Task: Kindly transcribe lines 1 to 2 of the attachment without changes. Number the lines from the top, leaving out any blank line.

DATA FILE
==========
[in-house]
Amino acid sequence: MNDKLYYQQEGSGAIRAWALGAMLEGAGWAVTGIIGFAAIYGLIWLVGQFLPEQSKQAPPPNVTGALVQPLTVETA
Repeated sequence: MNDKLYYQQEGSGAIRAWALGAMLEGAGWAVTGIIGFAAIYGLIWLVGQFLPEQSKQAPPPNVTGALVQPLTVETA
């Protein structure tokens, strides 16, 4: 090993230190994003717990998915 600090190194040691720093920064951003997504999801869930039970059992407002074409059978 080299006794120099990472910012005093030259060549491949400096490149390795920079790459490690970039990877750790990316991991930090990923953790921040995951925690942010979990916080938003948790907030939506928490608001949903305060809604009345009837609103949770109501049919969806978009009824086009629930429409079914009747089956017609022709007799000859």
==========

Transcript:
[in-house]
Amino acid sequence: MNDKLYYQQEGSGAIRAWALGAMLEGAGWAVTGIIGFAAIYGLIWLVGQFLPEQSKQAPPPNVTGALVQPLTVETA